Economical routes to colloidal nanocrystals

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Science  12 Jun 2015:
Vol. 348, Issue 6240, pp. 1211-1212
DOI: 10.1126/science.aab0866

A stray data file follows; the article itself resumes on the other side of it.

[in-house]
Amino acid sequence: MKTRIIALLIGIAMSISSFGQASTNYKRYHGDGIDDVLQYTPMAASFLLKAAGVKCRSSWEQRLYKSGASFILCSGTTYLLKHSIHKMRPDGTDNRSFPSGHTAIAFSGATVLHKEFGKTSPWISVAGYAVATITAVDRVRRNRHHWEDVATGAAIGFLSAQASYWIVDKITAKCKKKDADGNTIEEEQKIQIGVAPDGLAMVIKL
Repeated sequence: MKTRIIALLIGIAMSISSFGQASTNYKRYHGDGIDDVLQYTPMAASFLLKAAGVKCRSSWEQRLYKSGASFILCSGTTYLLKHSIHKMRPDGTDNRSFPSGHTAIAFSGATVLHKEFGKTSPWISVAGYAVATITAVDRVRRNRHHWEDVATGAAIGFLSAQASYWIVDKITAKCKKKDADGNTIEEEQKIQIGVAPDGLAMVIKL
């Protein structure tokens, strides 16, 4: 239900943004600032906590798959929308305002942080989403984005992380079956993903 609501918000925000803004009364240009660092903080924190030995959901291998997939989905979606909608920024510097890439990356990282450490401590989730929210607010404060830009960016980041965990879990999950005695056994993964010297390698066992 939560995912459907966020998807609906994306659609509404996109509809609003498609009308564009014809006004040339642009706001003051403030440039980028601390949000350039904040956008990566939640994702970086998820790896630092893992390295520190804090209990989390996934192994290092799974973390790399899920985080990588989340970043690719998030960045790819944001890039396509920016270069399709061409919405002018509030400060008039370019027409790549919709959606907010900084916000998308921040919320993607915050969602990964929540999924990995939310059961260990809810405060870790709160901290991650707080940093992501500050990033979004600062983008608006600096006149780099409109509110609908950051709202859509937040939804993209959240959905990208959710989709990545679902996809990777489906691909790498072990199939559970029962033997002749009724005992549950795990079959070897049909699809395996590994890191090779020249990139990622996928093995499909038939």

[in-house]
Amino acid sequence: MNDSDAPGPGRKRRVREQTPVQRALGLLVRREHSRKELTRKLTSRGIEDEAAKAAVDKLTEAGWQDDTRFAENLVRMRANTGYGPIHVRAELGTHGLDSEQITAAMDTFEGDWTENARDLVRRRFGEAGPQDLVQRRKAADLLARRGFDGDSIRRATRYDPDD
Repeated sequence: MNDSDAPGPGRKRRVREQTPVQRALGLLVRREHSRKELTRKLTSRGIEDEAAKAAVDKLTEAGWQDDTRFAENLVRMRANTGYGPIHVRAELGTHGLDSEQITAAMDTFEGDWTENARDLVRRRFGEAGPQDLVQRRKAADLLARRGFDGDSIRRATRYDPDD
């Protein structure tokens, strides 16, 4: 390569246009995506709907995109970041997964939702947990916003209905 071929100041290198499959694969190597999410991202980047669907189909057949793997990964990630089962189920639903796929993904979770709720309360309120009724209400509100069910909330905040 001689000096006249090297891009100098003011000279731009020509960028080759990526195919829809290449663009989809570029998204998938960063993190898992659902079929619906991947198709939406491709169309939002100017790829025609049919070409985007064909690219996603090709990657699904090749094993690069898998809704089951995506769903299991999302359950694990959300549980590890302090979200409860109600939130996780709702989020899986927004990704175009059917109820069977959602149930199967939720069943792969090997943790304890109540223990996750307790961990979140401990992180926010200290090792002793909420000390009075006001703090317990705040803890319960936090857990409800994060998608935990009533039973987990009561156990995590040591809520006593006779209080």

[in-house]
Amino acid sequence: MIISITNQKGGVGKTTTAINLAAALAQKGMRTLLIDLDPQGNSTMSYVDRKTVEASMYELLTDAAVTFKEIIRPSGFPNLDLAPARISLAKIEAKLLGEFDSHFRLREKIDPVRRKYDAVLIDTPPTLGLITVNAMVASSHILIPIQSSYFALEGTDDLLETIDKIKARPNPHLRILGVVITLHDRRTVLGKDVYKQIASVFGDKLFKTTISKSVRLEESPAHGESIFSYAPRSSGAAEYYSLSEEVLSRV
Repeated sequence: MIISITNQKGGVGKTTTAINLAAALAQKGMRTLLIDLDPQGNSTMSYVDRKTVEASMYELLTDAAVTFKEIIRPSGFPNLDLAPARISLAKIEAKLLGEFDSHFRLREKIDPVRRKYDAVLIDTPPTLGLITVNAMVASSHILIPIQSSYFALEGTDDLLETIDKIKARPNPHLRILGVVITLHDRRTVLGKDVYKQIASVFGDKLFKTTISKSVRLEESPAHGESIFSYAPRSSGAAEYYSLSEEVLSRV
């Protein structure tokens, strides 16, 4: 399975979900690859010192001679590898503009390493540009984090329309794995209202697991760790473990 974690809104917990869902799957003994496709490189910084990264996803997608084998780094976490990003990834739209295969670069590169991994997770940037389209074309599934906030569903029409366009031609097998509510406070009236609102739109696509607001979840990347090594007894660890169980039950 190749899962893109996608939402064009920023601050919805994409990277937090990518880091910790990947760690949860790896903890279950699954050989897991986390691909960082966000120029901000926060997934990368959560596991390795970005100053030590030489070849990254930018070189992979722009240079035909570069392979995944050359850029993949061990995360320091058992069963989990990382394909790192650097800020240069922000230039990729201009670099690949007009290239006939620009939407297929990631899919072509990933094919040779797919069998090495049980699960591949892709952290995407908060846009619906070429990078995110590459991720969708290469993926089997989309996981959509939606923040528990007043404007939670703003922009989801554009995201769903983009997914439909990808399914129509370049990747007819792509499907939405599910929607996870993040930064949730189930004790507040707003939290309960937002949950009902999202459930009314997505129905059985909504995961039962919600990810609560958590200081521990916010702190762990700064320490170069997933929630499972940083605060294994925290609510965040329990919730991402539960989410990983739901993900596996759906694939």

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Colloidal semiconductor nanocrystals (NCs) or “quantum dots” offer exquisite control of absorption and emission colors for device applications by tuning their size and shape (1). The proliferation of NC applications has been enabled by the “hot-injection” synthesis, which can tightly control the particle size to achieve pure colors (2). However, current hot-injection synthesis recipes are largely incompatible with low-cost, large-area remote phosphor applications of NCs. Reagents are too expensive, reaction mixtures too dilute, and conversion yields too low, especially if size tuning is accomplished by adjusting the reaction time. On page 1226 of this issue, Hendricks et al. (3) report on a radical improvement of the hot-injection synthesis economics of metal sulfide NCs by introducing a library of inexpensive thioureas as reagents.